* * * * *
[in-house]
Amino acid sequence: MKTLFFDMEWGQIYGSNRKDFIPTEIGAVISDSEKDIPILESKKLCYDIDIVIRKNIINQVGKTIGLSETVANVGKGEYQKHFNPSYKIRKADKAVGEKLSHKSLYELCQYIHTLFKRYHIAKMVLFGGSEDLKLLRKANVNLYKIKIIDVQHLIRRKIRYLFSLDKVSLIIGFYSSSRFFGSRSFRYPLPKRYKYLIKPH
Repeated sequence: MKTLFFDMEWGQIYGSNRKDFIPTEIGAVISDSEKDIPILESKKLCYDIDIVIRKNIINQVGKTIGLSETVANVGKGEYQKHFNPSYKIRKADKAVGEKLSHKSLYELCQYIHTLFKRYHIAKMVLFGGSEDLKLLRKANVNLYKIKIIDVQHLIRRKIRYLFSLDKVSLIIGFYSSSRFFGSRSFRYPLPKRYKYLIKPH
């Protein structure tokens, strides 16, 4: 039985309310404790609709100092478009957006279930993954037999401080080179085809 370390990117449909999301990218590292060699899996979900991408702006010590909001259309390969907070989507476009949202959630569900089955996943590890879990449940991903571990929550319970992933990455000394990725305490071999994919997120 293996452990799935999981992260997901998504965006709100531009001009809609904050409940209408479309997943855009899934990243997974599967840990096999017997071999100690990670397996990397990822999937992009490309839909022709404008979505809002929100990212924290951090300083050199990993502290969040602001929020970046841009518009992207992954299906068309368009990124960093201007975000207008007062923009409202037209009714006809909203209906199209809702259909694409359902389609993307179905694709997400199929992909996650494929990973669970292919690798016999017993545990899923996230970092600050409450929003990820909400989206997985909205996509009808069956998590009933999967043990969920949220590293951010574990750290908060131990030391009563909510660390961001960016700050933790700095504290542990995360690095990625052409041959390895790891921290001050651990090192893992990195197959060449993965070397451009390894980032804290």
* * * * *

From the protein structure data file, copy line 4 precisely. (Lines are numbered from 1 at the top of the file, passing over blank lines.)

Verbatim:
């Protein structure tokens, strides 16, 4: 039985309310404790609709100092478009957006279930993954037999401080080179085809 370390990117449909999301990218590292060699899996979900991408702006010590909001259309390969907070989507476009949202959630569900089955996943590890879990449940991903571990929550319970992933990455000394990725305490071999994919997120 293996452990799935999981992260997901998504965006709100531009001009809609904050409940209408479309997943855009899934990243997974599967840990096999017997071999100690990670397996990397990822999937992009490309839909022709404008979505809002929100990212924290951090300083050199990993502290969040602001929020970046841009518009992207992954299906068309368009990124960093201007975000207008007062923009409202037209009714006809909203209906199209809702259909694409359902389609993307179905694709997400199929992909996650494929990973669970292919690798016999017993545990899923996230970092600050409450929003990820909400989206997985909205996509009808069956998590009933999967043990969920949220590293951010574990750290908060131990030391009563909510660390961001960016700050933790700095504290542990995360690095990625052409041959390895790891921290001050651990090192893992990195197959060449993965070397451009390894980032804290």